Ok, not sure why it didn’t work before, but now when I run “caddy -conf=/etc/caddy/Caddyfile” I see:

Activating privacy features... done.
Main domain and all sub domains.

Why would you want to run it like that instead of having it run in the background? Will that show everything it does in real time?

The environment variables are set under the [Service] tag in /etc/systemd/system/caddy.service, but it doesn’t complain now when I run “caddy -conf=/etc/caddy/Caddyfile”. If it does I suspect I have to add the -env flag? Does the file it points to need to only contain environmental variables, or can I point it to /etc/systemd/system/caddy.service?

Maybe the fact that I’ve run Caddy with systemctl is why I have problems with Cloudflare timing out too?

Running it as “caddy -conf=/etc/caddy/Caddyfile” and will see if Cloudflare + Let’s Encrypt can communicate.
(I guess it keeps running anyway if I close my ssh connection? EDIT: tested that a few times, and it seems to keep running, but do I then have to manually kill the process if I want to restart it?)

Thanks for the help!

(Matthew Fay) #15

You probably don’t, but you were wondering why when you ran it manually, it didn’t show your subdomains - this was why.

The file needs to be a newline-delimited list of VARIABLE=value assignments, if I’m not mistaken. Pointing at the systemd unit file will probably not work as expected.

I’m guessing you’ve got Cloudflare API keys in your systemd environment. Caddy won’t complain about missing those until it actually goes to use them to renew your certificates. It only needs to renew them once every 90 days at the outside, although Caddy does it sooner than that so it’s got time to spare in case of network outages.

I don’t believe that this would have any impact on a Cloudflare timeout.

Anything you run in your secure shell will exit when you logout and close the connection.

If your SSH session is configured to remain open for a period of time after you disconnect from it, the program you ran may continue to run for that duration.

If you run the program in screen or mosh or some other session manager, the program will continue to run for the duration of the session, which usually persists through disconnect indefinitely. With a session manager, you can reattach to the session to manipulate the program if needed.

(-) #16

Alright, I think I got a hang of things now. Just need to figure out those Cloudflare timeouts.

Do you know if it’s possible to change how long Caddy waits for a LE challenge to complete?

(Matthew Fay) #17

I don’t think you can change how long it waits for the Cloudflare DNS propagation.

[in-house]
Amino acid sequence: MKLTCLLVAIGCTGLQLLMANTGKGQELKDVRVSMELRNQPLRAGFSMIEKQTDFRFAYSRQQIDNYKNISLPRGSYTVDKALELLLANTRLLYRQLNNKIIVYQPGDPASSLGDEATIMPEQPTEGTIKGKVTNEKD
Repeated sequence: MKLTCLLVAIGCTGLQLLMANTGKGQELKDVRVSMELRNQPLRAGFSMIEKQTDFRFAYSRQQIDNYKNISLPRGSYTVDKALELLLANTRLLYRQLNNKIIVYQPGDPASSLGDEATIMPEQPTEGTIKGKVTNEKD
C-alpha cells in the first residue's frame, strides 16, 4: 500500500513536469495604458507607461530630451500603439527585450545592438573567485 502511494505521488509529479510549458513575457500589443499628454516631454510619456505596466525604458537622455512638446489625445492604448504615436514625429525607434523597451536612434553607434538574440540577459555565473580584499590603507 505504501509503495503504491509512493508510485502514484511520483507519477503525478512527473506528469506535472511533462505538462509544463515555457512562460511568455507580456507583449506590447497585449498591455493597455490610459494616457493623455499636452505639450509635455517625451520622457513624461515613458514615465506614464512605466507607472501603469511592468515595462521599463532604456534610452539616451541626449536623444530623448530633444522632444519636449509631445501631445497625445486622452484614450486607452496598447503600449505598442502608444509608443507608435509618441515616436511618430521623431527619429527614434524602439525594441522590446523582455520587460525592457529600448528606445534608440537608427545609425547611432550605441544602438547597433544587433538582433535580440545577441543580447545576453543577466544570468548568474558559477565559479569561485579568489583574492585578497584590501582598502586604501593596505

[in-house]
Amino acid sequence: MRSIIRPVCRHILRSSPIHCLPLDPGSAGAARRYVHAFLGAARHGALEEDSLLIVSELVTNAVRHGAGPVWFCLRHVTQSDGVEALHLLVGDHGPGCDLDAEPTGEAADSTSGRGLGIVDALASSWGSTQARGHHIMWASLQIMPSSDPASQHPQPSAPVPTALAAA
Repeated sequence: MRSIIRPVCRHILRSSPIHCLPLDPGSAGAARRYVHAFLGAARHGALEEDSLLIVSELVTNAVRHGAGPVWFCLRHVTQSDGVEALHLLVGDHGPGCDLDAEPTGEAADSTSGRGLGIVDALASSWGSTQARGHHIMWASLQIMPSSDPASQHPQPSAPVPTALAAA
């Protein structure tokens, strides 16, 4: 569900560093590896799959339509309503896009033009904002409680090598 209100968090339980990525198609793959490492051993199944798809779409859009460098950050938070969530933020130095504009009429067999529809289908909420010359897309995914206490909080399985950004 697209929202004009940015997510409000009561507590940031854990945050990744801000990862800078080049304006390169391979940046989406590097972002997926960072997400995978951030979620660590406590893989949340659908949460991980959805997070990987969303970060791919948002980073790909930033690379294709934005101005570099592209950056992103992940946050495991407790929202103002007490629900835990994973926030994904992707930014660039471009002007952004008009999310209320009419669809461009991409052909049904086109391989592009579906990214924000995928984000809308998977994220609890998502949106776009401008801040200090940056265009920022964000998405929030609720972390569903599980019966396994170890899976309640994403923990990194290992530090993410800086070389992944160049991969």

The closest function would be the -catimeout flag, which configures how long Caddy waits for a HTTP request to LetsEncrypt, but that won’t help you with Cloudflare.

I understand that Caddy should keep waiting and rechecking until it confirms the DNS record is present on Cloudflare before proceeding to indicate to LetsEncrypt that the challenge is complete. Is that not happening? Or is Caddy giving up while waiting to confirm DNS propagation?

(-) #18

This is what happens:

Activating privacy features… [INFO][] acme: Obtaining bundled SAN certificate
[INFO][] AuthURL:
[INFO][] acme: Could not find solver for: tls-alpn-01
[INFO][] acme: Could not find solver for: http-01
[INFO][] acme: Trying to solve DNS-01
[INFO][] Checking DNS record propagation using [DNS]

Then it stays like this for two minutes trying to check the DNS record. After two minutes the Caddy process restarts and begins checking again. Again restarting after another two minutes.

It succeeds in writing the ACME TXT challenge to Cloudflare, but Cloudflare requires five minutes to complete the process. Since the process fails, the TXT record stays at Cloudflare until I remove it.

(Matthew Fay) #19

Is Caddy just rechecking the same record every two minutes, or is it exiting every two minutes and you’re restarting the process?

(-) #20

If I run Caddy with old sub domains, that I’ve used the HTTP solver to get valid certificates for, everything runs normally. Doesn’t matter if the Caddyfile has Cloudflare or not in it.

If I add a new sub domain with Cloudflare, I see the above log events.

So Caddy tries to get a certificate for something new, and what seems to happen is that Caddy gives up after two minutes, before Cloudflare has had time to finish the request. Caddy restarts and does the same thing again.

Caddy restarts automatically.